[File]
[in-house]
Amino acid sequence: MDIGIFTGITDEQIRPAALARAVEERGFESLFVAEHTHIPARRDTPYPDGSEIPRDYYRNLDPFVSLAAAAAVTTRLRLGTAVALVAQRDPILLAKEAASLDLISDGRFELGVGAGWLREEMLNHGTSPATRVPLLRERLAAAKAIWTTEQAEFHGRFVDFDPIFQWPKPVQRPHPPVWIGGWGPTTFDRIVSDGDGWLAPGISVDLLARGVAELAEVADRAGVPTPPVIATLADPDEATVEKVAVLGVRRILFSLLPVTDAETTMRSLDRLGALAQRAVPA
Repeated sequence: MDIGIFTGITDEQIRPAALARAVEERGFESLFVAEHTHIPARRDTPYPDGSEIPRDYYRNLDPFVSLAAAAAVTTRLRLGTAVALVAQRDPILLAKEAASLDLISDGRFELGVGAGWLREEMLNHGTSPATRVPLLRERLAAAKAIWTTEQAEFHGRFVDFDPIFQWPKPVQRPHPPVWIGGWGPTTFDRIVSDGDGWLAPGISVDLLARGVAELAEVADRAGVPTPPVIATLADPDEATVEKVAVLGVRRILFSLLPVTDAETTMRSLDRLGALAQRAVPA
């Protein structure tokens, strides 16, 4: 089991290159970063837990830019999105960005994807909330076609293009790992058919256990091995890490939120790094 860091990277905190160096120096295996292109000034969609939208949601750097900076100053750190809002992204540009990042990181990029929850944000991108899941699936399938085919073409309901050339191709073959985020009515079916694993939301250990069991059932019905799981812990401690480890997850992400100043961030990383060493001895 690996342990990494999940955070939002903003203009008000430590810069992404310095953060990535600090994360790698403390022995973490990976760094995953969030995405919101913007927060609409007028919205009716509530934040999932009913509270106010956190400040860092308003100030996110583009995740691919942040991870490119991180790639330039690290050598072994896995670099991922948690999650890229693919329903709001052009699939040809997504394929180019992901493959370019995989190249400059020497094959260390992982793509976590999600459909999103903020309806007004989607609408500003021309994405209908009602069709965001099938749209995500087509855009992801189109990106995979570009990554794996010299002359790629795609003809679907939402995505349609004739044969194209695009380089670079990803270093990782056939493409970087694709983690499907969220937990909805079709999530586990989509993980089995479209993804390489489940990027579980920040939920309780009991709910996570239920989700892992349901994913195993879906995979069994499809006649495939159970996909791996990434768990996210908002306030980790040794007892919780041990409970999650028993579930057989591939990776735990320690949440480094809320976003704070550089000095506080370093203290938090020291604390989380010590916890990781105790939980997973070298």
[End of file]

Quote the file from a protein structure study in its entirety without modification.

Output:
[in-house]
Amino acid sequence: MDIGIFTGITDEQIRPAALARAVEERGFESLFVAEHTHIPARRDTPYPDGSEIPRDYYRNLDPFVSLAAAAAVTTRLRLGTAVALVAQRDPILLAKEAASLDLISDGRFELGVGAGWLREEMLNHGTSPATRVPLLRERLAAAKAIWTTEQAEFHGRFVDFDPIFQWPKPVQRPHPPVWIGGWGPTTFDRIVSDGDGWLAPGISVDLLARGVAELAEVADRAGVPTPPVIATLADPDEATVEKVAVLGVRRILFSLLPVTDAETTMRSLDRLGALAQRAVPA
Repeated sequence: MDIGIFTGITDEQIRPAALARAVEERGFESLFVAEHTHIPARRDTPYPDGSEIPRDYYRNLDPFVSLAAAAAVTTRLRLGTAVALVAQRDPILLAKEAASLDLISDGRFELGVGAGWLREEMLNHGTSPATRVPLLRERLAAAKAIWTTEQAEFHGRFVDFDPIFQWPKPVQRPHPPVWIGGWGPTTFDRIVSDGDGWLAPGISVDLLARGVAELAEVADRAGVPTPPVIATLADPDEATVEKVAVLGVRRILFSLLPVTDAETTMRSLDRLGALAQRAVPA
């Protein structure tokens, strides 16, 4: 089991290159970063837990830019999105960005994807909330076609293009790992058919256990091995890490939120790094 860091990277905190160096120096295996292109000034969609939208949601750097900076100053750190809002992204540009990042990181990029929850944000991108899941699936399938085919073409309901050339191709073959985020009515079916694993939301250990069991059932019905799981812990401690480890997850992400100043961030990383060493001895 690996342990990494999940955070939002903003203009008000430590810069992404310095953060990535600090994360790698403390022995973490990976760094995953969030995405919101913007927060609409007028919205009716509530934040999932009913509270106010956190400040860092308003100030996110583009995740691919942040991870490119991180790639330039690290050598072994896995670099991922948690999650890229693919329903709001052009699939040809997504394929180019992901493959370019995989190249400059020497094959260390992982793509976590999600459909999103903020309806007004989607609408500003021309994405209908009602069709965001099938749209995500087509855009992801189109990106995979570009990554794996010299002359790629795609003809679907939402995505349609004739044969194209695009380089670079990803270093990782056939493409970087694709983690499907969220937990909805079709999530586990989509993980089995479209993804390489489940990027579980920040939920309780009991709910996570239920989700892992349901994913195993879906995979069994499809006649495939159970996909791996990434768990996210908002306030980790040794007892919780041990409970999650028993579930057989591939990776735990320690949440480094809320976003704070550089000095506080370093203290938090020291604390989380010590916890990781105790939980997973070298």